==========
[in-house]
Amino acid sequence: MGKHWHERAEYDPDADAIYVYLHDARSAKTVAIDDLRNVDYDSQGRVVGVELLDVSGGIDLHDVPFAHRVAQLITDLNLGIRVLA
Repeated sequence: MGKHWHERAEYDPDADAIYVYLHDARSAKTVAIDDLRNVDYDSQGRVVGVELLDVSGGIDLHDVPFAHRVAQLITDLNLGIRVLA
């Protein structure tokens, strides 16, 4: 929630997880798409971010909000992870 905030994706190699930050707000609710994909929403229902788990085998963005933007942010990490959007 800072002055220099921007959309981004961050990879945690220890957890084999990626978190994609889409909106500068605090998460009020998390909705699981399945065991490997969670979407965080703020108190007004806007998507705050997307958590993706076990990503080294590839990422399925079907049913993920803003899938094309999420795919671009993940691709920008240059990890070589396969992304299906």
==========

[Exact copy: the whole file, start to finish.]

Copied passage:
[in-house]
Amino acid sequence: MGKHWHERAEYDPDADAIYVYLHDARSAKTVAIDDLRNVDYDSQGRVVGVELLDVSGGIDLHDVPFAHRVAQLITDLNLGIRVLA
Repeated sequence: MGKHWHERAEYDPDADAIYVYLHDARSAKTVAIDDLRNVDYDSQGRVVGVELLDVSGGIDLHDVPFAHRVAQLITDLNLGIRVLA
């Protein structure tokens, strides 16, 4: 929630997880798409971010909000992870 905030994706190699930050707000609710994909929403229902788990085998963005933007942010990490959007 800072002055220099921007959309981004961050990879945690220890957890084999990626978190994609889409909106500068605090998460009020998390909705699981399945065991490997969670979407965080703020108190007004806007998507705050997307958590993706076990990503080294590839990422399925079907049913993920803003899938094309999420795919671009993940691709920008240059990890070589396969992304299906």